Sign up ×
Stack Overflow is a question and answer site for professional and enthusiast programmers. It's 100% free.

I'm aware that some messages types are sent directly to window procedures, while others are posted to a thread's message queue, but I haven't found any way to determine if a message will be sent or posted.

MSDN is half-helpful; it explained what's going on but the examples it gives are presumably not exhaustive.

Is there a definitive list of sent vs. posted messages, or a way to decide which type a message is?

share|improve this question

3 Answers 3

up vote 1 down vote accepted

And some messages are neither posted nor sent. Such is the case of WM_PAINT, WM_TIMER and a few others. They are simply returned by GetMessage when the queue of posted messages are empty.

I'm not sure what applications you are trying to hook, but if you have to ask such questions, then I/m a bit scared. Nothing is more frustrating for a developer to spend time over user-reported crashes only to find out that the cause is from some other application that is injecting misbehaving code. Tread carefully!

Also, Spy++ (tool that ships with Visual Studio) will show you which messages are posted/sent/recevied for any given live windows app.

share|improve this answer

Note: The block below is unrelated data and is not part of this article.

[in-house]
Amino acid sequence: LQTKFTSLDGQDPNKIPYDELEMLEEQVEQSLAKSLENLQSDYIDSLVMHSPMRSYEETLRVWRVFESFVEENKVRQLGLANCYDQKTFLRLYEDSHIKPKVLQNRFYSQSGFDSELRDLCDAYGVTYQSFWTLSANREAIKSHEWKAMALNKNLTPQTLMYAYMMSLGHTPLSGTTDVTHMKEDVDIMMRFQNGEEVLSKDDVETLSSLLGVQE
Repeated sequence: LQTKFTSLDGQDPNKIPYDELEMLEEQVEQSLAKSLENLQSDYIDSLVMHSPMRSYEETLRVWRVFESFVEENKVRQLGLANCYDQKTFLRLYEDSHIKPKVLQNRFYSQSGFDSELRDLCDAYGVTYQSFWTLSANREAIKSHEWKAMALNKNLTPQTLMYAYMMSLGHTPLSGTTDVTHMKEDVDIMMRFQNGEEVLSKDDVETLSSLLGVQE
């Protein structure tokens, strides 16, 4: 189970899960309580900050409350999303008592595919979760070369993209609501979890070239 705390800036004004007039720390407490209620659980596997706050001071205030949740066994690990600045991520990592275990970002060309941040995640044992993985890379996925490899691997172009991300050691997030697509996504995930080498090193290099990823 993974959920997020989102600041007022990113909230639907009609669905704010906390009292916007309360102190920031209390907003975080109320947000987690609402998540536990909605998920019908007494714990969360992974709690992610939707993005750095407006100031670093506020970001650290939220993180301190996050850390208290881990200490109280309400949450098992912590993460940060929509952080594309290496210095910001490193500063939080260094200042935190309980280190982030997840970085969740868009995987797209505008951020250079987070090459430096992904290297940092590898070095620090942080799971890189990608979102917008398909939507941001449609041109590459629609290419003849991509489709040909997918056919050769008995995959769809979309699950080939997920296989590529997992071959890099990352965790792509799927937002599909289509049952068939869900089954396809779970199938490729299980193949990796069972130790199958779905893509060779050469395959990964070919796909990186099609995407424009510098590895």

Use InSendMessage or InSendMessageEx to determine if you are processing a message that was sent by a call to the SendMessage function.

share|improve this answer
This does not appear to work for messages sent from the same thread. –  Shog9 May 10 '09 at 8:46
I'm approaching this from the perspective of a hook procedure, so I need to know at compile time whether to handle a message in a WH_GETMESSAGE or WH_CALLWNDPROC hook. –  Steve McKay May 10 '09 at 10:14

The MSDN pages documenting each message should be considered the authoritative source for this:

The WM_LBUTTONDOWN message is posted when ...

The WM_SETFOCUS message is sent to a window after ...


share|improve this answer
That works for messages where MSDN is clear, but then there are pages like : "A window receives this message..." –  Steve McKay May 10 '09 at 10:17
@Steve: Keep in mind, there are messages that are sometimes or always passed to your program without an explicit call to Send or PostMessage(). WM_SYSCOMMAND appears to be one that is always generated internally by the default window handler for other messages (non-client mouse, keyboard). You might still be able to catch it with a WH_CALLWNDPROC hook though, since that's what's happening under the hood (a direct call to the window procedure, from the default window procedure) - try it. –  Shog9 May 10 '09 at 17:32

Your Answer


By posting your answer, you agree to the privacy policy and terms of service.

Not the answer you're looking for? Browse other questions tagged or ask your own question.